Nick Bailey (photo), executive creative director of AKQA Amsterdam, told MIPBlog about Star Player, the 2screen TV football game/app his agency created for the UEFA cup. The game, in which players win points based on whether they can accurately predict the outcome of the match’s next events, had just won a Gold Lion, one of the advertising industry’s highest accolades, at the Cannes Lions festival. The app’s idea, said Bailey, was to “step into football’s ‘edge of your seat’ moment, but not interruptively; rather to enhance that experience.” Game-changing?
– MIPBlog: Could you explain Star Player?
Nick Bailey: The intention was to enhance the experience of watching the UEFA Champions League (football games) on TV. Heineken sponsors the league, and they came to us with the objective of engaging people globally with what is essentially a European tournament; and giving fans of football more reasons to watch and engage with the match. We felt we wanted to create a mobile and social media engagement, but not some kind of prediction mechanic. So we worked with a firm in Canada to come up with an app which fires out alerts as real-time events happen on the pitch (eg. a free kick, penalty or corner) so if at any time in the game you feel a goal is likely, you can hit a button. If a goal actually happens in the next 30 seconds, then you win points. People can play either on their mobile phones or on Facebook, whilst they’re watching TV.
– I gather latency was a key challenge?
Yes, it was something neither broadcasters nor UEFA weren’t able to tell us, because before, noone needed to know the delay between something happening on the pitch and on the screen. It’s deteremined by stuff like the processing speed of your set-top box, or whether you’re watching on cable, satellite, or terrestrial. So we had to set up a research project in ten markets to find out exactly what the latency time was. Luckily, it was within the tolerance of the game; but that work will also be really useful for any other 2screen projects in the future.
Then there was the development of the game itself, which involved a lot of testing too. It finally launched in one language in April, for the semi-finals; and will launch again in September, for the group stages of the tournament, in something like 17 markets, on Android and iPhone.
– How did it do in engagement terms?
We don’t have all the numbers in yet but it did do very well in press and buzz terms: seven times greater than what we expected, in fact. From a consumer point of view it surpassed both our and the brand’s expectations, both in terms of testing and the number of downloads and plays of the game. So we’re really excited about the potential for next season.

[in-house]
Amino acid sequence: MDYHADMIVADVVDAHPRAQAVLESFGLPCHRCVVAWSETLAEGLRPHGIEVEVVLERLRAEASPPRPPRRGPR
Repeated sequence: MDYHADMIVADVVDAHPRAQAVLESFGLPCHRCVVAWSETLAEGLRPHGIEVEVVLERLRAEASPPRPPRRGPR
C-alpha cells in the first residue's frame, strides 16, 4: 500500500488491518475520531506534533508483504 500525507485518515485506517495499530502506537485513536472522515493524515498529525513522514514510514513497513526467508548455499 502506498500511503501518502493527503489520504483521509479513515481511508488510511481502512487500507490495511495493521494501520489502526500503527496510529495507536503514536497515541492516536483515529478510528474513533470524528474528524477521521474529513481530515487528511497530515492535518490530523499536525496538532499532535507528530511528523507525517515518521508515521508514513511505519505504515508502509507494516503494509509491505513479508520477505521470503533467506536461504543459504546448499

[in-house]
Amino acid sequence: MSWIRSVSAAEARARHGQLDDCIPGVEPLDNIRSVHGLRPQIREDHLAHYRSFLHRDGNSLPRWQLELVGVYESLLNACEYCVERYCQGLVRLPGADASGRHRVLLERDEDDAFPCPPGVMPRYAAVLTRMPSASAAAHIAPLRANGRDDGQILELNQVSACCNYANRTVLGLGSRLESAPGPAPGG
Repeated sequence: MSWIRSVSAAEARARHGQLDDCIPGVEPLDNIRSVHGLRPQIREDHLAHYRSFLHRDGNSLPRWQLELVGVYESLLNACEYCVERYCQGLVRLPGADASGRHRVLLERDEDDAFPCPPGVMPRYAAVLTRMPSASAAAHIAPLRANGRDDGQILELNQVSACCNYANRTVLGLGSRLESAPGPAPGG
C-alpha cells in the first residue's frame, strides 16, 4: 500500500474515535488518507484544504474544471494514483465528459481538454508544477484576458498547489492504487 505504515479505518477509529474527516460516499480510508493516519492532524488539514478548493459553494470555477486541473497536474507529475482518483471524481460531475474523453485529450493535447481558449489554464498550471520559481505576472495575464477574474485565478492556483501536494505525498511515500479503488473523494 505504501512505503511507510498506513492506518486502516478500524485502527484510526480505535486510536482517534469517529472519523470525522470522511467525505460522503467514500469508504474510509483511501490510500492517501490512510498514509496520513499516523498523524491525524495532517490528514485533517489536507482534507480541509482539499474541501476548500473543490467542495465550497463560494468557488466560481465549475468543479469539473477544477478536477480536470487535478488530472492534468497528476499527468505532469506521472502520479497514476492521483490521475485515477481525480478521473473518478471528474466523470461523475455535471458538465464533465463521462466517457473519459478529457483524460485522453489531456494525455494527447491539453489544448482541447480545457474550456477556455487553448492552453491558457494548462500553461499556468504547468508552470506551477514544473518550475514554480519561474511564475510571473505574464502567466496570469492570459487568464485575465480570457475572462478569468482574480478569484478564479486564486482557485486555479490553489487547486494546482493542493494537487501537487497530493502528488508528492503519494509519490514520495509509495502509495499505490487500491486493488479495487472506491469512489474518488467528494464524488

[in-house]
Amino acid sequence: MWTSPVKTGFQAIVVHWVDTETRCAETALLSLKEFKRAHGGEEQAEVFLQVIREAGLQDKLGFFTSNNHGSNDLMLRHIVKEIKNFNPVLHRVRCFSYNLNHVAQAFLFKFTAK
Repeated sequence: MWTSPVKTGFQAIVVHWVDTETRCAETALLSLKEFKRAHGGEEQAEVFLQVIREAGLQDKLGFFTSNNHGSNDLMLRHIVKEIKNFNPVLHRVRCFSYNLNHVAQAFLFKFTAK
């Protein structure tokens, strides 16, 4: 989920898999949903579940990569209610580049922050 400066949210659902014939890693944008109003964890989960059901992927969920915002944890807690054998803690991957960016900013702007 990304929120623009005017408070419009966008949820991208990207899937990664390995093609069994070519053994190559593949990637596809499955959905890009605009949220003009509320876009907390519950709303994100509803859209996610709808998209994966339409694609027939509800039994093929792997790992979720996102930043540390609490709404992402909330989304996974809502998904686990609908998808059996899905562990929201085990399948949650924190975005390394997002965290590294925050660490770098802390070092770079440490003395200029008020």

– Would you say we’re still at the early stages of what can be done with 2screen?
No, I wouldn’t actually. (What we’ve done) feels pretty sophisticated, and demonstrates the depth and breadth of opportunity for brands in dual screening. It also taps into the way the UEFA tournament is viewed, as 70% of viewers watch it at home alone, as the games are typically mid-week. We also knew that those people were using a laptop or a mobile phone. So it was clear from those two consumer behaviours that there was a strong foundation for a good idea and good execution.
Star Player is actually a very sophisticated game and a rich experience: you may have up to ten alerts during a match, plus there are trivia questions if the game gets dull… But the key thing with any 2screen project is it has to tap into an existing behaviour. Our client called it that ‘edge of your seat’ moment, where the tension and the drama increases and your attention is brought into the match. We wanted to step into that space. Not interruptively, but in a way that enhances that experience, and gives you something to do with those itchy fingers. We also have private leagues, so at any time you can check how your friends are doing in the rankings…
– …like a game within the game?
Exactly. And not just locally, globally. So immediately after a moment plays out, you can check to see how the world responded.
– Is it for hardcore or casual football fans?
It’s true to the way football’s viewed that you have a minority of hardcore fans who really understand the game, so they have a competitive advantage (in Starplayer). But then you’ve got this huge, much larger mainstream audience, for whom the game is still engaging, because you’ve got any one of four outcomes per moment. Our experience was that you get people with no interest in football at all really getting into the match, getting excited about being able to predict a goal! So it’ll be interesting to see how it evolves, but it certainly does feel like it’s the first of many of these types of engagements.
– Would you agree that sponsoring brands are now happy to stay in the background (as opposed to logos in your face all the time)?
There’s a reason why people have their computers and phones on whilst they’re watching TV: so they have something to do when the adverts are on! Noone’s going to engage with another advert to avoid watching an advert. So if you can do something that genuinely enhances and engages people around the content they’re watching, that’s fantastic. People are watching for the content, and they’ll tolerate advertising if it’ll keep their attention between the start and the end of the commercial break. So brands have to be circumspect about not creating another interruption into the space that consumers are using to avoid it!